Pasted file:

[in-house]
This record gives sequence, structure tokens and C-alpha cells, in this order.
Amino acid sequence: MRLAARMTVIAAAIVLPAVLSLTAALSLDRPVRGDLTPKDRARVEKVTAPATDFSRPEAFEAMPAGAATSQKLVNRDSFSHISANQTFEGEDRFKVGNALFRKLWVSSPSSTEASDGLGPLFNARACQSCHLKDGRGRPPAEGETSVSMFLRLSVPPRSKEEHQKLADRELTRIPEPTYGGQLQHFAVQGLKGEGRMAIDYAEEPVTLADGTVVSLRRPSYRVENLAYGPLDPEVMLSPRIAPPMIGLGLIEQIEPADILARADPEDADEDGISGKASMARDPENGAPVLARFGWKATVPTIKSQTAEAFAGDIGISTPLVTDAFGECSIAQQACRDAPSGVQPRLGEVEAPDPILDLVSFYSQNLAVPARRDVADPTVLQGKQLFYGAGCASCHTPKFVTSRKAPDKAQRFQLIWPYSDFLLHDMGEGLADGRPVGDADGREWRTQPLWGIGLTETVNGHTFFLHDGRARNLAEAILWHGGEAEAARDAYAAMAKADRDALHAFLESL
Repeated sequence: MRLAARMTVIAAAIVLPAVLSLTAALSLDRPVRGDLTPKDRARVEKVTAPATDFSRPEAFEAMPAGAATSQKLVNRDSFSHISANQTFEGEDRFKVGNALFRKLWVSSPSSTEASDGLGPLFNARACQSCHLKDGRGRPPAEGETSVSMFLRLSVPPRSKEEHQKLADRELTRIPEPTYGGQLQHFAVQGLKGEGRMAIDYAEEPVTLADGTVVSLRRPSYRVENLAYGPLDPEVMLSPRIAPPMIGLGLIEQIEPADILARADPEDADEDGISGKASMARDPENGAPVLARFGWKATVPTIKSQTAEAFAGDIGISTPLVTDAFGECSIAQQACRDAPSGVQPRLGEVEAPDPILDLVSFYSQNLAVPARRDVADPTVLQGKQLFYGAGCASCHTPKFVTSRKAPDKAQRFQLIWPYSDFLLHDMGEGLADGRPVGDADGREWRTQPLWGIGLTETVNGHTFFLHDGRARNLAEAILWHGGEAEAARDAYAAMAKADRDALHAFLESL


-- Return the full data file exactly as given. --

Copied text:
[in-house]
This record gives sequence, structure tokens and C-alpha cells, in this order.
Amino acid sequence: MRLAARMTVIAAAIVLPAVLSLTAALSLDRPVRGDLTPKDRARVEKVTAPATDFSRPEAFEAMPAGAATSQKLVNRDSFSHISANQTFEGEDRFKVGNALFRKLWVSSPSSTEASDGLGPLFNARACQSCHLKDGRGRPPAEGETSVSMFLRLSVPPRSKEEHQKLADRELTRIPEPTYGGQLQHFAVQGLKGEGRMAIDYAEEPVTLADGTVVSLRRPSYRVENLAYGPLDPEVMLSPRIAPPMIGLGLIEQIEPADILARADPEDADEDGISGKASMARDPENGAPVLARFGWKATVPTIKSQTAEAFAGDIGISTPLVTDAFGECSIAQQACRDAPSGVQPRLGEVEAPDPILDLVSFYSQNLAVPARRDVADPTVLQGKQLFYGAGCASCHTPKFVTSRKAPDKAQRFQLIWPYSDFLLHDMGEGLADGRPVGDADGREWRTQPLWGIGLTETVNGHTFFLHDGRARNLAEAILWHGGEAEAARDAYAAMAKADRDALHAFLESL
Repeated sequence: MRLAARMTVIAAAIVLPAVLSLTAALSLDRPVRGDLTPKDRARVEKVTAPATDFSRPEAFEAMPAGAATSQKLVNRDSFSHISANQTFEGEDRFKVGNALFRKLWVSSPSSTEASDGLGPLFNARACQSCHLKDGRGRPPAEGETSVSMFLRLSVPPRSKEEHQKLADRELTRIPEPTYGGQLQHFAVQGLKGEGRMAIDYAEEPVTLADGTVVSLRRPSYRVENLAYGPLDPEVMLSPRIAPPMIGLGLIEQIEPADILARADPEDADEDGISGKASMARDPENGAPVLARFGWKATVPTIKSQTAEAFAGDIGISTPLVTDAFGECSIAQQACRDAPSGVQPRLGEVEAPDPILDLVSFYSQNLAVPARRDVADPTVLQGKQLFYGAGCASCHTPKFVTSRKAPDKAQRFQLIWPYSDFLLHDMGEGLADGRPVGDADGREWRTQPLWGIGLTETVNGHTFFLHDGRARNLAEAILWHGGEAEAARDAYAAMAKADRDALHAFLESL